Equity markets remain upbeat on global recovery prospects even amid the tragic surge in infections and deaths in India and Brazil, along with fresh restrictions in Japan.
A strong US recovery, light at the end of the tunnel in the Eurozone and faith that vaccines will eventually tame the pandemic globally have boosted Wall Street and many key markets back to or near record highs, even as trading activity has turned choppy amid myriad cross-currents. In the US, the employment report and Chair Powell will be monitored, but are expected to support the outlook. Europe’s docket has final PMIs, which should reflect the bounce in the economy after the Q4/Q1 recession. In Asia, the rising toll of the pandemic on India will remain the focus. Market conditions overall have been quiet with China, Japan and the UK out today, while Chinese and Japanese markets will remain closed through to Wednesday. Holidays already made for a quiet session in Asia and will also impact trading in Europe today, with the UK still on an extended weekend break.
Various central banks will be reviewing monetary policy this week, including the Norges Bank, RBA and BoE. All are expected to maintain prevailing policy rates, with Norges Bank expected to be the most hawkish/least dovish. The BoE’s quarterly MPR is expected to bring upward revisions in both growth and inflation projections.
Firstly, the RBA’s meeting on Tuesday will be in the spotlight. We expect no change to the 0.1% setting for the cash rate target. In the minutes to the April meeting, the bank confirmed its commitment to easy policy. Policy makers again stressed that they are committed to maintaining a supportive monetary environment until at least 2024 and until actual inflation is sustainably within the 2-3% target range. The RBA also maintained the 3-year bond yield target of 10 basis points and will consider whether to shift the target bond later in the year. CPI inflation is expected to rise temporarily due to base effects and technical factors, but the minutes showed that the RBA still sees the jobless rate as too high. Wage and price pressures are expected to remain subdued for several years. The bank will keep a close eye on house price developments, however, and officials stressed the need for appropriate lending standards. A reiteration of this forward guidance is anticipated at the May meeting. Also on the docket is a speech from RBA Deputy Governor Debelle (Thursday). The trade report for March (Tuesday) and March building approvals (Wednesday) are the featured economic data this week.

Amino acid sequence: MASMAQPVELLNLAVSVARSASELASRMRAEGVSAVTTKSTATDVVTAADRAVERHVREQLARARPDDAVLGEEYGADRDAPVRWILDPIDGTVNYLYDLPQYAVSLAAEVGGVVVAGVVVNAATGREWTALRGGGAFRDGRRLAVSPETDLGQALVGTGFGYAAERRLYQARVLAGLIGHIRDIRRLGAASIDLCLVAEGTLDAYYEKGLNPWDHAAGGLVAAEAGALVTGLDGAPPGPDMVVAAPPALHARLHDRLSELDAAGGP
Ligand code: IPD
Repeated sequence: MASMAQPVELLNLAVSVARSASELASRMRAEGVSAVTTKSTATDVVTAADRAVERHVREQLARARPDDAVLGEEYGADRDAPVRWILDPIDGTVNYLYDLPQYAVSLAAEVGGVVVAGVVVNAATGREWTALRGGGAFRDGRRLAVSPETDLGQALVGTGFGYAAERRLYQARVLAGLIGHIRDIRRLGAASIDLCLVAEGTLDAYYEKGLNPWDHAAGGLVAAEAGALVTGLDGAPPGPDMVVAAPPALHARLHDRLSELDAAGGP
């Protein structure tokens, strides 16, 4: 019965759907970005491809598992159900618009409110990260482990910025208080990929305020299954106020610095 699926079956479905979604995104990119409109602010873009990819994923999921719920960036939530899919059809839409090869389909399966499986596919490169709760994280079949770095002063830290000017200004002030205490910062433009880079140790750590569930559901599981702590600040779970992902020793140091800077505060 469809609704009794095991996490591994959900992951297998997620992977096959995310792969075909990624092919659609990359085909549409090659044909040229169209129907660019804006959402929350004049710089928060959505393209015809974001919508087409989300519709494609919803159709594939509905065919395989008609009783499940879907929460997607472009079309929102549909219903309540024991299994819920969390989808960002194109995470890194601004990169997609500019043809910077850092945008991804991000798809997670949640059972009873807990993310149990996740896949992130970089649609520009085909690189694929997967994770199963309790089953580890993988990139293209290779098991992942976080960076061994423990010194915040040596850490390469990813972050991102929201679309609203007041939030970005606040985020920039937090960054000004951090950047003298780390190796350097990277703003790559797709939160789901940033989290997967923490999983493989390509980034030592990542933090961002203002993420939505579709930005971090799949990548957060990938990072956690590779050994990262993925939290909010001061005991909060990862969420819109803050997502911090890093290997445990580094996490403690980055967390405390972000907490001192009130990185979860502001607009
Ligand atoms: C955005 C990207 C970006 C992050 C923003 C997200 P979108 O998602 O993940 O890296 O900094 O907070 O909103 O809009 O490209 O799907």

In the UK, the BoE’s MPC meets on monetary policy announcing Thursday, where no change in the repo or QE totals are widely anticipated, while upgraded GDP and inflation forecasts can be expected in the Bank’s quarterly Monetary Policy Report. Local elections are also up (Thursday), where a particular focus will be on whether pro-independence Scottish parties can reach the supermajority threshold. Polling suggests it’s too tight to call.
None of the upcoming data or events are expected to have much bearing on UK markets. The prognosis for the UK economy remains strong as the UK continues on a reopening path on the back of a highly successful vaccine program. From the Sterling perspective, as reported last week, overall the bullish outlook on the Pound has been retained, and more especially the low-yielding currencies of surplus economies, such as Japan and Switzerland, which is hinged on the expectation that the global pandemic recovery trade will continue into 2022. Sterling has also developed a pandemic-era proclivity to correlate positively with risk appetite in global markets and is supported concurrently with a burst in risk appetite in global markets.
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